Questions to Ask When Buying a House
Americans continue to have home buying fever thanks to continued low mortgage interest rates. However, in order to help eager home buyers avoid costly surprises down the road, GoBankingRates has put together a list of the most important – but often overlooked – questions home shoppers need to ask before committing to a home purchase and long-term mortgage debt.
1. Is renting vs. buying a better option?
Before you spend too much time looking for your dream home, you need to weigh all your options. David Bakke from the website Moneycrashers.com suggests you ask yourself the question, “Is renting vs. home buying a better option?” Depending on your situation, you may not be ready to buy, may need some time to save for a down payment, or may live in a more expensive housing market.
2. What is the neighborhood’s crime rate?
The second thing regarding what questions to ask when buying a house is the safety of your neighborhood and town. David Bakke sums it up great, “What is the crime rate in the area?”
According to Steve Aaron, a Beverly Hills realtor featured on HGTV’s “Selling LA,” “No property is perfect. What are your ‘deal breakers’ vs. your wants. Where are you willing and able to compromise?” The point here is to have a shorter check-list of “must-haves” when looking at potential homes.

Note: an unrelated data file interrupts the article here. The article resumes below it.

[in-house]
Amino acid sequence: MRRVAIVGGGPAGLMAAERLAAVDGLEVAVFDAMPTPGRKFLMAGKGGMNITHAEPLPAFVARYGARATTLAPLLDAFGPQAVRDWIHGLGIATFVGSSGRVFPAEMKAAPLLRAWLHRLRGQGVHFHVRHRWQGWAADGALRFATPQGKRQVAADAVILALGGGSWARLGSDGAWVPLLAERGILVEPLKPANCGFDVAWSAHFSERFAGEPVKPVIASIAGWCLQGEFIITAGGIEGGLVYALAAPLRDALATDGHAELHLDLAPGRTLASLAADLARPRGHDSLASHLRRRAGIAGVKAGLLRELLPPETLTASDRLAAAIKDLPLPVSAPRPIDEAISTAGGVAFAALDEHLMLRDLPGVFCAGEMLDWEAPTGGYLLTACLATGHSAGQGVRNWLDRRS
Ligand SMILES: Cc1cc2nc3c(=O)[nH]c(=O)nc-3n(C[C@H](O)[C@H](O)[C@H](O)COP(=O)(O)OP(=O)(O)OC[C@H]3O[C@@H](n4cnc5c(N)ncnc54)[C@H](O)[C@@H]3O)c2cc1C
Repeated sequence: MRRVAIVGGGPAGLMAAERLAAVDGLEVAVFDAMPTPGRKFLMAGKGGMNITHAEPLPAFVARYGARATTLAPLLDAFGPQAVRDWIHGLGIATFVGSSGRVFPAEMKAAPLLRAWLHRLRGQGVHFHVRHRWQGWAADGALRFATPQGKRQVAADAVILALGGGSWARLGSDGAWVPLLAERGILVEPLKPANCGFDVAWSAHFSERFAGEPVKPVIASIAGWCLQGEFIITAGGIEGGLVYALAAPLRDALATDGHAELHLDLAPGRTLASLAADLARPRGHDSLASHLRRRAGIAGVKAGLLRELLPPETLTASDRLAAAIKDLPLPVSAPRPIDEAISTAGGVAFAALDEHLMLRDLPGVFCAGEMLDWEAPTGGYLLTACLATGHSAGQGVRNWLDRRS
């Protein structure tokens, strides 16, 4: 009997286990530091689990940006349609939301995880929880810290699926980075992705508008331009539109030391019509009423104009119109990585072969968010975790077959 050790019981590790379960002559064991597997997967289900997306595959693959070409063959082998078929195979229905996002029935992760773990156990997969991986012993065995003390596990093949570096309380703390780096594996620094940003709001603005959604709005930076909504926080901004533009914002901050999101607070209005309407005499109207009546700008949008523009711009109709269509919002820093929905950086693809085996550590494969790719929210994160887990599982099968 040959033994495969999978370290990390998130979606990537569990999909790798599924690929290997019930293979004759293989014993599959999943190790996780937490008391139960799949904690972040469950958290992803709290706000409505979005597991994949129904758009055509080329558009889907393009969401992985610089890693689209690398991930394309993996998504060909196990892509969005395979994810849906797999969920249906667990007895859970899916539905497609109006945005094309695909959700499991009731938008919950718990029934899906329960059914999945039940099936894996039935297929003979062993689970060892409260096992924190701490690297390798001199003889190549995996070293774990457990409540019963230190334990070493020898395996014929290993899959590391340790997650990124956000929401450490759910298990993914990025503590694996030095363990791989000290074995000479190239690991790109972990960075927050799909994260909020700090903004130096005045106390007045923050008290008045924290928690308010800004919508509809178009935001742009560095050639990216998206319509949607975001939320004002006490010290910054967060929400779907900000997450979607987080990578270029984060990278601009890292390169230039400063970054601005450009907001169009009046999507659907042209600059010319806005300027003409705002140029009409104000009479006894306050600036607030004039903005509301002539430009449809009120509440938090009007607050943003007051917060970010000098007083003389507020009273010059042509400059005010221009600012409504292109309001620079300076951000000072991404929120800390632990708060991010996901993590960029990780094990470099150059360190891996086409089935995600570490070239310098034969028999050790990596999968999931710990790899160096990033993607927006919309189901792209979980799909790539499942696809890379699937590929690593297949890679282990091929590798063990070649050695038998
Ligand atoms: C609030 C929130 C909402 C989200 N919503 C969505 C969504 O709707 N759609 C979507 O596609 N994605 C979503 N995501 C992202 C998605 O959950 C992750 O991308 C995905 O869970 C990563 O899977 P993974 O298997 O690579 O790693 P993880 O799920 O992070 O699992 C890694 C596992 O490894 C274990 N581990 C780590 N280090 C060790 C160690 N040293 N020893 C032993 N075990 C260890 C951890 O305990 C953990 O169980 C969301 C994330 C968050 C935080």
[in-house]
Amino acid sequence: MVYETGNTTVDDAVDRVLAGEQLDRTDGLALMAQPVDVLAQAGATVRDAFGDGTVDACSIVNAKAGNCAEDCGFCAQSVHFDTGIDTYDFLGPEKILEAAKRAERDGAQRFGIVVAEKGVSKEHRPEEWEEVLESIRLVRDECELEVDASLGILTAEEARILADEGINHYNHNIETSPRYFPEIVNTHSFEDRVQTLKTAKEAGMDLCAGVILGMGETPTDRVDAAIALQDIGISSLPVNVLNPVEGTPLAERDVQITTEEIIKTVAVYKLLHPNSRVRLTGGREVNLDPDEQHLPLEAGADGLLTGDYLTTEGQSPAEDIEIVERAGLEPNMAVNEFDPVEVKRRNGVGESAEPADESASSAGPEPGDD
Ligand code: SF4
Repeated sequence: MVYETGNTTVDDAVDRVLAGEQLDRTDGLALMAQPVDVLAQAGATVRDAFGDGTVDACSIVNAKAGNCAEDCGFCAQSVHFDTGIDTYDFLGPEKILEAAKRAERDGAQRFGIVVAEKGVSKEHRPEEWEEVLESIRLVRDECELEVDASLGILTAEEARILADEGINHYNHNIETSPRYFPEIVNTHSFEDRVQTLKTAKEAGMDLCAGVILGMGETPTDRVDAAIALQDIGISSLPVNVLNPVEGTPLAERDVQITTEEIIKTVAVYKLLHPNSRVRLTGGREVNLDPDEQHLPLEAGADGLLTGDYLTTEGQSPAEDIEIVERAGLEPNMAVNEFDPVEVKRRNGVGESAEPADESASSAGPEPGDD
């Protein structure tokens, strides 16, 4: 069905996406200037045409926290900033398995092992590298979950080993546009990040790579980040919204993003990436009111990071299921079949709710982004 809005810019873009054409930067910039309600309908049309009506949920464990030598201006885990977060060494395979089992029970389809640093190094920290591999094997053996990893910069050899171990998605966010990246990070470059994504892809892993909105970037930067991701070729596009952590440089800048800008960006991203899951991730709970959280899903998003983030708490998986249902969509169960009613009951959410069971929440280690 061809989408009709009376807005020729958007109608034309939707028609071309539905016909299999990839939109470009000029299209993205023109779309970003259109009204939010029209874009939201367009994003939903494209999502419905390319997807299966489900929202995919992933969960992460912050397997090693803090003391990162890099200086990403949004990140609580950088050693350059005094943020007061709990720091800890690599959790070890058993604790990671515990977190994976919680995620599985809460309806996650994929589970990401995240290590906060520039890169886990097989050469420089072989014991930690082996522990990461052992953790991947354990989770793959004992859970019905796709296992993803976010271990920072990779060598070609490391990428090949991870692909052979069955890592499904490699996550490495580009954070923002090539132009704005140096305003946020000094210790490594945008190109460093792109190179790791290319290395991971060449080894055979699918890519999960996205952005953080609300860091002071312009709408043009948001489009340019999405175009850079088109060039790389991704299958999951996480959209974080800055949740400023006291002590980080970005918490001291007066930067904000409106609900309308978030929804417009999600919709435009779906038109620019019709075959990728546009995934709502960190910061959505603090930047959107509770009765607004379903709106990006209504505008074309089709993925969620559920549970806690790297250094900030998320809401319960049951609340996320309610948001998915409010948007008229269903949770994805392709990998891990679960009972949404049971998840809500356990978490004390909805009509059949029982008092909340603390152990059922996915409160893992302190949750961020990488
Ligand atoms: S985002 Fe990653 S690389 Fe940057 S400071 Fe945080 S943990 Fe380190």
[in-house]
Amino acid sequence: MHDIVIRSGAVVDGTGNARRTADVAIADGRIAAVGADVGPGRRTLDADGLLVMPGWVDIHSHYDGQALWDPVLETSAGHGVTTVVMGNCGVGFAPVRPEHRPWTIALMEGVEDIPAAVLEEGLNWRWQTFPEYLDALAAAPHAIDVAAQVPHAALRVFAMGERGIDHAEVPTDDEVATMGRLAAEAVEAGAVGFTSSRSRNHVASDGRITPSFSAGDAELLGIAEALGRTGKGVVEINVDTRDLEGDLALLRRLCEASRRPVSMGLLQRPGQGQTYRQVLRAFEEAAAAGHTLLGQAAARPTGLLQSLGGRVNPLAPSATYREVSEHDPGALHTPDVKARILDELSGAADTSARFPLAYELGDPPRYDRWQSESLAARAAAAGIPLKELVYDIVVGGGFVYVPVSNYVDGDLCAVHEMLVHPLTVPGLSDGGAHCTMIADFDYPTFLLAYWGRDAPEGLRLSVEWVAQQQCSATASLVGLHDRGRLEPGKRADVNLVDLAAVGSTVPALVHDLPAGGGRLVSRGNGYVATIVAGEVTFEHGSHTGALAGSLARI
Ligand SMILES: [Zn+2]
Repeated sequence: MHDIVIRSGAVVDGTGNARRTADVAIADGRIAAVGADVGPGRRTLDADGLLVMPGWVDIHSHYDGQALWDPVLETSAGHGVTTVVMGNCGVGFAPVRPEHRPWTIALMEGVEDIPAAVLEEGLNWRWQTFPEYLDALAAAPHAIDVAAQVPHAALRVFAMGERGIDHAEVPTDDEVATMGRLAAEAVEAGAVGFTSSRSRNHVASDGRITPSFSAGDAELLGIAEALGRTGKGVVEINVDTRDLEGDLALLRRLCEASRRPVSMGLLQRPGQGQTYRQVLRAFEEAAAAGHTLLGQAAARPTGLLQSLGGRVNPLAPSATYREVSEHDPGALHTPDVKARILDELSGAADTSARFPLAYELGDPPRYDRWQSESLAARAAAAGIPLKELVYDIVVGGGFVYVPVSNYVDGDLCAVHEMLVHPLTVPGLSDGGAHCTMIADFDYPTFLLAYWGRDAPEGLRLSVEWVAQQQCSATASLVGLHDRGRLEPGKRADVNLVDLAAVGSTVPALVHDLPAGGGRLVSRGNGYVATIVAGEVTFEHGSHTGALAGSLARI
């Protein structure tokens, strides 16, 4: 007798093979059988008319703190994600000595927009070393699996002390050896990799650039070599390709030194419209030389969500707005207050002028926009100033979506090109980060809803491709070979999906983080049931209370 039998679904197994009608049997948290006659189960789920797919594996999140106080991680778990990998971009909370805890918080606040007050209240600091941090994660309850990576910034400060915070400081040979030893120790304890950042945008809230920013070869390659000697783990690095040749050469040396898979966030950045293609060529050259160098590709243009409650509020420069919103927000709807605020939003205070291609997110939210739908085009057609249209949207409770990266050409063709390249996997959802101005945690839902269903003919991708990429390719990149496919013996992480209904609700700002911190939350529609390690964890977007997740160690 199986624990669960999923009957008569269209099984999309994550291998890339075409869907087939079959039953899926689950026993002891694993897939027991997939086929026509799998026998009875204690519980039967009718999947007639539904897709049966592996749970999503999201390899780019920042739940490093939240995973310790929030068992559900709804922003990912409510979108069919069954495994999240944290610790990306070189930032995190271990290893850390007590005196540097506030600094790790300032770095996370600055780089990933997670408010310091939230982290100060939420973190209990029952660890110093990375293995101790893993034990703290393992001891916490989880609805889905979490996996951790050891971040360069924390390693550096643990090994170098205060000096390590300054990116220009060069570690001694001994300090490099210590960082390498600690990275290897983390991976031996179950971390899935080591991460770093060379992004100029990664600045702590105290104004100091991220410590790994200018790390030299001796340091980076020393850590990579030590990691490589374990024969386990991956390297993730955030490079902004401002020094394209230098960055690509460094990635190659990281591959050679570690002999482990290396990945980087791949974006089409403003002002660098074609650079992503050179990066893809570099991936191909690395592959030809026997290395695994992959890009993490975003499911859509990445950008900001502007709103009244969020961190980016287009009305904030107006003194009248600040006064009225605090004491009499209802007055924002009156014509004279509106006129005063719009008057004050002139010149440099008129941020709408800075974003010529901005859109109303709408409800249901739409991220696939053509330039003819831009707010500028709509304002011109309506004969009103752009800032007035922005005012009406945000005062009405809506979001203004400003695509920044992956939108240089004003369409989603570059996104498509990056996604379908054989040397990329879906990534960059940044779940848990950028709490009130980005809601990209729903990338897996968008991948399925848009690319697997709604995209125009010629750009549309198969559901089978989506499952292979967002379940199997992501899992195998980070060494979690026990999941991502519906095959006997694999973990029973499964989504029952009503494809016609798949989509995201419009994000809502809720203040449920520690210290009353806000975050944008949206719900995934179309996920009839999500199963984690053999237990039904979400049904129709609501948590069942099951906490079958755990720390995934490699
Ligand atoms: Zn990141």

4. Where is the seller’s disclosure?
Even if you fall head-over-heels for a house, don’t be punch-drunk in love with it. Unlike a person, a home is just four walls — and there are plenty out there with many more being built. Mr. Aaron recommends to, “Ask the listing agent if there are any seller disclosures (known defects of material facts that can affect desirability or value) before you write an offer.” Just like a relationship, you need to take time to know your future partner, or in this case, your future home.
5. Can I make the needed home renovations or additions?
If you are looking to add on to your home or do renovations, it is wise to check the house’s zoning or area disclosure. Steven Aaron told me, “Know if the property is located in any type of historic or preservation area or area disclosure. There may be limits on adding on, aesthetics etc.”
Based on my personal experience from litigation and headaches caused by neighbors, homeowners’ associations and local, state and federal government regulations, a little homework goes a long way.”